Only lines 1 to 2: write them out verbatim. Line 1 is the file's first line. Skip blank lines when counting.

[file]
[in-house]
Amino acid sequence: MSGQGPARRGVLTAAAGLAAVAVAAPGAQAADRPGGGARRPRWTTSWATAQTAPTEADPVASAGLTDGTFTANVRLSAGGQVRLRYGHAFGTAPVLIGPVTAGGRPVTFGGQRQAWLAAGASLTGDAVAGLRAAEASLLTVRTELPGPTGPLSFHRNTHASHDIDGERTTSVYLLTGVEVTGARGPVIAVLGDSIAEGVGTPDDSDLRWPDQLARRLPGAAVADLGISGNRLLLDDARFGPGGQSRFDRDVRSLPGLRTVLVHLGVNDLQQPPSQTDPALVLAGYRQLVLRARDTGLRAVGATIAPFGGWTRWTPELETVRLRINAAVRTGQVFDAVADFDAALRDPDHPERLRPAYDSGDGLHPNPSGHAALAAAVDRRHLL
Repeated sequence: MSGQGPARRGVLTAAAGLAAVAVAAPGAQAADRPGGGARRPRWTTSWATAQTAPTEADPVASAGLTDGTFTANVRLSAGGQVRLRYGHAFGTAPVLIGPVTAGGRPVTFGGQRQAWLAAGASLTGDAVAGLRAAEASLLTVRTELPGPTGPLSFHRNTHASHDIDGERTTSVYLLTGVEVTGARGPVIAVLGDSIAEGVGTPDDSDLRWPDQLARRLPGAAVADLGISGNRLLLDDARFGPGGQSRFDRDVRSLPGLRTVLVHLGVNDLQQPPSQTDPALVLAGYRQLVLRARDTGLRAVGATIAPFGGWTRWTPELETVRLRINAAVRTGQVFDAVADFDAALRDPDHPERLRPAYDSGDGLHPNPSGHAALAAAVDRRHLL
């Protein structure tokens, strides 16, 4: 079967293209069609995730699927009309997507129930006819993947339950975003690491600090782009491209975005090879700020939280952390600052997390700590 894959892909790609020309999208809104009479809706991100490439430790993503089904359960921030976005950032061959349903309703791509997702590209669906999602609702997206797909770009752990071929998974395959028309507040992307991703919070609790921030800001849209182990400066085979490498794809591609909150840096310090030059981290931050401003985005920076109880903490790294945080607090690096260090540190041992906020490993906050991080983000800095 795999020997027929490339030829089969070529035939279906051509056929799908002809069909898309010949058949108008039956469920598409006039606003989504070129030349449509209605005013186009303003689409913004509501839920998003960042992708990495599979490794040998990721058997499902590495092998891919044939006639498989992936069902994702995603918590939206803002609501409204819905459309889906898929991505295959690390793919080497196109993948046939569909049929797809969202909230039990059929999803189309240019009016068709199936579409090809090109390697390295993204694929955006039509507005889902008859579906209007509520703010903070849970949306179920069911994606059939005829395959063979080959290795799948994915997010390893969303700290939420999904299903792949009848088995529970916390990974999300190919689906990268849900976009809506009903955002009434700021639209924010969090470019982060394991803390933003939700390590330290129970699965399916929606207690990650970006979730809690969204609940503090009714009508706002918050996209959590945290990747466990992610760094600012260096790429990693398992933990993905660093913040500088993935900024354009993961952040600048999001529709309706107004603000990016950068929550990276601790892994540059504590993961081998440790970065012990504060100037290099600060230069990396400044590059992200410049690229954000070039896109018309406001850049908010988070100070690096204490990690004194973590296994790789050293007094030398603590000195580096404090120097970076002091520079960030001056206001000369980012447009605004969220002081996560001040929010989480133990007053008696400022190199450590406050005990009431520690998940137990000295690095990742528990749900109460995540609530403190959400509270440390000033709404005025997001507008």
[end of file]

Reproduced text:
[in-house]
Amino acid sequence: MSGQGPARRGVLTAAAGLAAVAVAAPGAQAADRPGGGARRPRWTTSWATAQTAPTEADPVASAGLTDGTFTANVRLSAGGQVRLRYGHAFGTAPVLIGPVTAGGRPVTFGGQRQAWLAAGASLTGDAVAGLRAAEASLLTVRTELPGPTGPLSFHRNTHASHDIDGERTTSVYLLTGVEVTGARGPVIAVLGDSIAEGVGTPDDSDLRWPDQLARRLPGAAVADLGISGNRLLLDDARFGPGGQSRFDRDVRSLPGLRTVLVHLGVNDLQQPPSQTDPALVLAGYRQLVLRARDTGLRAVGATIAPFGGWTRWTPELETVRLRINAAVRTGQVFDAVADFDAALRDPDHPERLRPAYDSGDGLHPNPSGHAALAAAVDRRHLL